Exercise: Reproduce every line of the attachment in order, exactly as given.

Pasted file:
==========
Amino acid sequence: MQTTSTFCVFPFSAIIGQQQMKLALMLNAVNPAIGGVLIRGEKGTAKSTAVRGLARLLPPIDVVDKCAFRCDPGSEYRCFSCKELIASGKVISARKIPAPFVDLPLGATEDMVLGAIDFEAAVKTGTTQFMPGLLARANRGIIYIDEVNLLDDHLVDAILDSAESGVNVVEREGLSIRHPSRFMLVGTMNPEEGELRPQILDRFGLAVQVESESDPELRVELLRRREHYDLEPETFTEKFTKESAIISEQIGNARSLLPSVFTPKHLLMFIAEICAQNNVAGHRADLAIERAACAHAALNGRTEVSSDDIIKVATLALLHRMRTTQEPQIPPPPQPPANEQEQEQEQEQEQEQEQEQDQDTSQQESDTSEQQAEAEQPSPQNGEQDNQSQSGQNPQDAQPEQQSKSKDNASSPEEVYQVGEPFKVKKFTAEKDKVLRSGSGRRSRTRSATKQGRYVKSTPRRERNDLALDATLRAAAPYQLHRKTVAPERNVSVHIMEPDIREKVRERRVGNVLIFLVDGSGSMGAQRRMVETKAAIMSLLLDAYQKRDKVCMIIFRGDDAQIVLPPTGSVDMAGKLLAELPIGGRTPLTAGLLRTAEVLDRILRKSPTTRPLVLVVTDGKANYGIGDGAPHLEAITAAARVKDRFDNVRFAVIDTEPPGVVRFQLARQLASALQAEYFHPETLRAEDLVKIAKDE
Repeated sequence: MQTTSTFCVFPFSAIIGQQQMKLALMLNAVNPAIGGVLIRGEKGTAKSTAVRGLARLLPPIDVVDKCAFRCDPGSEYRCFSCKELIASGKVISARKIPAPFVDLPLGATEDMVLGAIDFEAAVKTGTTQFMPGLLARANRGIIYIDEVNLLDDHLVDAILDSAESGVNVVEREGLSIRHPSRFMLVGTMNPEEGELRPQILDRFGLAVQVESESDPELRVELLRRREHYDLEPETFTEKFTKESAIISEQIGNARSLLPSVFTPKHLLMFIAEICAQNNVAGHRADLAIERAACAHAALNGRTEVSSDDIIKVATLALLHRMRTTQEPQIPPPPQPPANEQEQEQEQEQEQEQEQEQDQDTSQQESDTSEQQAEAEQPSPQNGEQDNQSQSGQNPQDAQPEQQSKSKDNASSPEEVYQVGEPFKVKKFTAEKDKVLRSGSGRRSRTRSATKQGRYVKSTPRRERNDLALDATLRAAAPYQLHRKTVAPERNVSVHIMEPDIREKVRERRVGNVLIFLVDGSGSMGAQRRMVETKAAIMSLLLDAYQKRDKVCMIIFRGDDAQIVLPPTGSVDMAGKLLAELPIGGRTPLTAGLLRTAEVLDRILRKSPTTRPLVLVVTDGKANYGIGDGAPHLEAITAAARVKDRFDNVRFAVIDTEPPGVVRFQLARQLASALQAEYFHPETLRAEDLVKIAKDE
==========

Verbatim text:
Amino acid sequence: MQTTSTFCVFPFSAIIGQQQMKLALMLNAVNPAIGGVLIRGEKGTAKSTAVRGLARLLPPIDVVDKCAFRCDPGSEYRCFSCKELIASGKVISARKIPAPFVDLPLGATEDMVLGAIDFEAAVKTGTTQFMPGLLARANRGIIYIDEVNLLDDHLVDAILDSAESGVNVVEREGLSIRHPSRFMLVGTMNPEEGELRPQILDRFGLAVQVESESDPELRVELLRRREHYDLEPETFTEKFTKESAIISEQIGNARSLLPSVFTPKHLLMFIAEICAQNNVAGHRADLAIERAACAHAALNGRTEVSSDDIIKVATLALLHRMRTTQEPQIPPPPQPPANEQEQEQEQEQEQEQEQEQDQDTSQQESDTSEQQAEAEQPSPQNGEQDNQSQSGQNPQDAQPEQQSKSKDNASSPEEVYQVGEPFKVKKFTAEKDKVLRSGSGRRSRTRSATKQGRYVKSTPRRERNDLALDATLRAAAPYQLHRKTVAPERNVSVHIMEPDIREKVRERRVGNVLIFLVDGSGSMGAQRRMVETKAAIMSLLLDAYQKRDKVCMIIFRGDDAQIVLPPTGSVDMAGKLLAELPIGGRTPLTAGLLRTAEVLDRILRKSPTTRPLVLVVTDGKANYGIGDGAPHLEAITAAARVKDRFDNVRFAVIDTEPPGVVRFQLARQLASALQAEYFHPETLRAEDLVKIAKDE
Repeated sequence: MQTTSTFCVFPFSAIIGQQQMKLALMLNAVNPAIGGVLIRGEKGTAKSTAVRGLARLLPPIDVVDKCAFRCDPGSEYRCFSCKELIASGKVISARKIPAPFVDLPLGATEDMVLGAIDFEAAVKTGTTQFMPGLLARANRGIIYIDEVNLLDDHLVDAILDSAESGVNVVEREGLSIRHPSRFMLVGTMNPEEGELRPQILDRFGLAVQVESESDPELRVELLRRREHYDLEPETFTEKFTKESAIISEQIGNARSLLPSVFTPKHLLMFIAEICAQNNVAGHRADLAIERAACAHAALNGRTEVSSDDIIKVATLALLHRMRTTQEPQIPPPPQPPANEQEQEQEQEQEQEQEQEQDQDTSQQESDTSEQQAEAEQPSPQNGEQDNQSQSGQNPQDAQPEQQSKSKDNASSPEEVYQVGEPFKVKKFTAEKDKVLRSGSGRRSRTRSATKQGRYVKSTPRRERNDLALDATLRAAAPYQLHRKTVAPERNVSVHIMEPDIREKVRERRVGNVLIFLVDGSGSMGAQRRMVETKAAIMSLLLDAYQKRDKVCMIIFRGDDAQIVLPPTGSVDMAGKLLAELPIGGRTPLTAGLLRTAEVLDRILRKSPTTRPLVLVVTDGKANYGIGDGAPHLEAITAAARVKDRFDNVRFAVIDTEPPGVVRFQLARQLASALQAEYFHPETLRAEDLVKIAKDE